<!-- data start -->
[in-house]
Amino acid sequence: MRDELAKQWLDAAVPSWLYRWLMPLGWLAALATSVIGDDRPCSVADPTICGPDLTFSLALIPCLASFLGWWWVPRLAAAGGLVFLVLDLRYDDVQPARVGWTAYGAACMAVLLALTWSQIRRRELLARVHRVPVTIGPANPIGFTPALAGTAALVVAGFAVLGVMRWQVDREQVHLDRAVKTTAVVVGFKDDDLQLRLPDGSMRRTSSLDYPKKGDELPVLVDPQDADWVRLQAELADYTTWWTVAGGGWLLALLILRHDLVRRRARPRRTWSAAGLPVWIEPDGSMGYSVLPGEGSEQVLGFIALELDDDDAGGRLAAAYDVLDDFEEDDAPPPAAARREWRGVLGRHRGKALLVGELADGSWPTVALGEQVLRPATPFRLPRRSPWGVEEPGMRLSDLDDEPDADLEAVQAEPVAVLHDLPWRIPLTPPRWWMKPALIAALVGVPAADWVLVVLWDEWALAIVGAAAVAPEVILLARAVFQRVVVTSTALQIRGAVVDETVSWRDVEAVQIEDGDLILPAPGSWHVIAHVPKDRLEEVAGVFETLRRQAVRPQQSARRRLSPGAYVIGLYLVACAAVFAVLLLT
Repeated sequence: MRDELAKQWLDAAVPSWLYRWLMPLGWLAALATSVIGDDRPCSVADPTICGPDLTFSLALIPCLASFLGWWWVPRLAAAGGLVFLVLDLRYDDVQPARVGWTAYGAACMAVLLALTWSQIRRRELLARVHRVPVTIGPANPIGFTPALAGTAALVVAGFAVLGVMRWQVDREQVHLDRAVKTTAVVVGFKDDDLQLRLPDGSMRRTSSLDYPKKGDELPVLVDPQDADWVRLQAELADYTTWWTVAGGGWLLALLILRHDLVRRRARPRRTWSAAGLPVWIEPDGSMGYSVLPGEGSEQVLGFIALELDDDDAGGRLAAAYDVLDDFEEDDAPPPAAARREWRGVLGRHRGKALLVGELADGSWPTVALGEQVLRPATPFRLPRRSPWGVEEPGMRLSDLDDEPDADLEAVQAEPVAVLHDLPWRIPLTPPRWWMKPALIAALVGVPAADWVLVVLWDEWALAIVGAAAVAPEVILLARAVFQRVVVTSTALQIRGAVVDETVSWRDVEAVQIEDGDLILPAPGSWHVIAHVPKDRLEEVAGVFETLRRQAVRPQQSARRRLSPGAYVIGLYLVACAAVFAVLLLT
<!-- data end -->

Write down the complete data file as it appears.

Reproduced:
[in-house]
Amino acid sequence: MRDELAKQWLDAAVPSWLYRWLMPLGWLAALATSVIGDDRPCSVADPTICGPDLTFSLALIPCLASFLGWWWVPRLAAAGGLVFLVLDLRYDDVQPARVGWTAYGAACMAVLLALTWSQIRRRELLARVHRVPVTIGPANPIGFTPALAGTAALVVAGFAVLGVMRWQVDREQVHLDRAVKTTAVVVGFKDDDLQLRLPDGSMRRTSSLDYPKKGDELPVLVDPQDADWVRLQAELADYTTWWTVAGGGWLLALLILRHDLVRRRARPRRTWSAAGLPVWIEPDGSMGYSVLPGEGSEQVLGFIALELDDDDAGGRLAAAYDVLDDFEEDDAPPPAAARREWRGVLGRHRGKALLVGELADGSWPTVALGEQVLRPATPFRLPRRSPWGVEEPGMRLSDLDDEPDADLEAVQAEPVAVLHDLPWRIPLTPPRWWMKPALIAALVGVPAADWVLVVLWDEWALAIVGAAAVAPEVILLARAVFQRVVVTSTALQIRGAVVDETVSWRDVEAVQIEDGDLILPAPGSWHVIAHVPKDRLEEVAGVFETLRRQAVRPQQSARRRLSPGAYVIGLYLVACAAVFAVLLLT
Repeated sequence: MRDELAKQWLDAAVPSWLYRWLMPLGWLAALATSVIGDDRPCSVADPTICGPDLTFSLALIPCLASFLGWWWVPRLAAAGGLVFLVLDLRYDDVQPARVGWTAYGAACMAVLLALTWSQIRRRELLARVHRVPVTIGPANPIGFTPALAGTAALVVAGFAVLGVMRWQVDREQVHLDRAVKTTAVVVGFKDDDLQLRLPDGSMRRTSSLDYPKKGDELPVLVDPQDADWVRLQAELADYTTWWTVAGGGWLLALLILRHDLVRRRARPRRTWSAAGLPVWIEPDGSMGYSVLPGEGSEQVLGFIALELDDDDAGGRLAAAYDVLDDFEEDDAPPPAAARREWRGVLGRHRGKALLVGELADGSWPTVALGEQVLRPATPFRLPRRSPWGVEEPGMRLSDLDDEPDADLEAVQAEPVAVLHDLPWRIPLTPPRWWMKPALIAALVGVPAADWVLVVLWDEWALAIVGAAAVAPEVILLARAVFQRVVVTSTALQIRGAVVDETVSWRDVEAVQIEDGDLILPAPGSWHVIAHVPKDRLEEVAGVFETLRRQAVRPQQSARRRLSPGAYVIGLYLVACAAVFAVLLLT